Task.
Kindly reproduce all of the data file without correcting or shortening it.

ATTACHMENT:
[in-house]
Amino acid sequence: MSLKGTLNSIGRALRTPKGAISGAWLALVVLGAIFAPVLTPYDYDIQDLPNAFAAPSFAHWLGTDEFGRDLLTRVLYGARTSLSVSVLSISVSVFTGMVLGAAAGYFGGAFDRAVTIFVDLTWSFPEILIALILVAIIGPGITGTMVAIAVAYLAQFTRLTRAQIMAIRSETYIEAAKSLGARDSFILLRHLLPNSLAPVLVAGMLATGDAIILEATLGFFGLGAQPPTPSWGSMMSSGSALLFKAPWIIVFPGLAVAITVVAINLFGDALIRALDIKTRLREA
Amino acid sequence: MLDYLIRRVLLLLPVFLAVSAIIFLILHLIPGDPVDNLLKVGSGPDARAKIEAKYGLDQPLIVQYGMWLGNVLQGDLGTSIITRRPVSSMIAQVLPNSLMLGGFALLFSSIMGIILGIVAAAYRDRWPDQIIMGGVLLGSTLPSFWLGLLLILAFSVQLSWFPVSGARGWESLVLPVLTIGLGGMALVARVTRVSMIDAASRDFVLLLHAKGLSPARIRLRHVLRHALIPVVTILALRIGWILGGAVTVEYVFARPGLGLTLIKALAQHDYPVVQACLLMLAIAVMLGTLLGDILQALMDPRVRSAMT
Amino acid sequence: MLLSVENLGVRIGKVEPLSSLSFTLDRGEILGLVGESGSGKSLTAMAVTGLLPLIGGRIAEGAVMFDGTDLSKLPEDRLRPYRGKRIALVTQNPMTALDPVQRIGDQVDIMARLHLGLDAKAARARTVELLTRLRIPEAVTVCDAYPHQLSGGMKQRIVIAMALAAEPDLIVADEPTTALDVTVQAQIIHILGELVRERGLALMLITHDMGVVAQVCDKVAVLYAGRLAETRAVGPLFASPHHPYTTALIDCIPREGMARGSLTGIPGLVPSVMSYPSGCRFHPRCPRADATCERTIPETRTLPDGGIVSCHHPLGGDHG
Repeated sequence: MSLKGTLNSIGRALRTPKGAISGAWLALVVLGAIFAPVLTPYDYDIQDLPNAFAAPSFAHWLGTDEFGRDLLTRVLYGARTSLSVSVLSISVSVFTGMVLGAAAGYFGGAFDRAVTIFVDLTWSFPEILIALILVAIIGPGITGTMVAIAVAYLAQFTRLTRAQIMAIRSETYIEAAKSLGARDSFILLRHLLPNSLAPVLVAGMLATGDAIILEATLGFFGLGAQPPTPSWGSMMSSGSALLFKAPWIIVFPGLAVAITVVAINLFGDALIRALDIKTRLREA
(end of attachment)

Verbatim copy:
[in-house]
Amino acid sequence: MSLKGTLNSIGRALRTPKGAISGAWLALVVLGAIFAPVLTPYDYDIQDLPNAFAAPSFAHWLGTDEFGRDLLTRVLYGARTSLSVSVLSISVSVFTGMVLGAAAGYFGGAFDRAVTIFVDLTWSFPEILIALILVAIIGPGITGTMVAIAVAYLAQFTRLTRAQIMAIRSETYIEAAKSLGARDSFILLRHLLPNSLAPVLVAGMLATGDAIILEATLGFFGLGAQPPTPSWGSMMSSGSALLFKAPWIIVFPGLAVAITVVAINLFGDALIRALDIKTRLREA
Amino acid sequence: MLDYLIRRVLLLLPVFLAVSAIIFLILHLIPGDPVDNLLKVGSGPDARAKIEAKYGLDQPLIVQYGMWLGNVLQGDLGTSIITRRPVSSMIAQVLPNSLMLGGFALLFSSIMGIILGIVAAAYRDRWPDQIIMGGVLLGSTLPSFWLGLLLILAFSVQLSWFPVSGARGWESLVLPVLTIGLGGMALVARVTRVSMIDAASRDFVLLLHAKGLSPARIRLRHVLRHALIPVVTILALRIGWILGGAVTVEYVFARPGLGLTLIKALAQHDYPVVQACLLMLAIAVMLGTLLGDILQALMDPRVRSAMT
Amino acid sequence: MLLSVENLGVRIGKVEPLSSLSFTLDRGEILGLVGESGSGKSLTAMAVTGLLPLIGGRIAEGAVMFDGTDLSKLPEDRLRPYRGKRIALVTQNPMTALDPVQRIGDQVDIMARLHLGLDAKAARARTVELLTRLRIPEAVTVCDAYPHQLSGGMKQRIVIAMALAAEPDLIVADEPTTALDVTVQAQIIHILGELVRERGLALMLITHDMGVVAQVCDKVAVLYAGRLAETRAVGPLFASPHHPYTTALIDCIPREGMARGSLTGIPGLVPSVMSYPSGCRFHPRCPRADATCERTIPETRTLPDGGIVSCHHPLGGDHG
Repeated sequence: MSLKGTLNSIGRALRTPKGAISGAWLALVVLGAIFAPVLTPYDYDIQDLPNAFAAPSFAHWLGTDEFGRDLLTRVLYGARTSLSVSVLSISVSVFTGMVLGAAAGYFGGAFDRAVTIFVDLTWSFPEILIALILVAIIGPGITGTMVAIAVAYLAQFTRLTRAQIMAIRSETYIEAAKSLGARDSFILLRHLLPNSLAPVLVAGMLATGDAIILEATLGFFGLGAQPPTPSWGSMMSSGSALLFKAPWIIVFPGLAVAITVVAINLFGDALIRALDIKTRLREA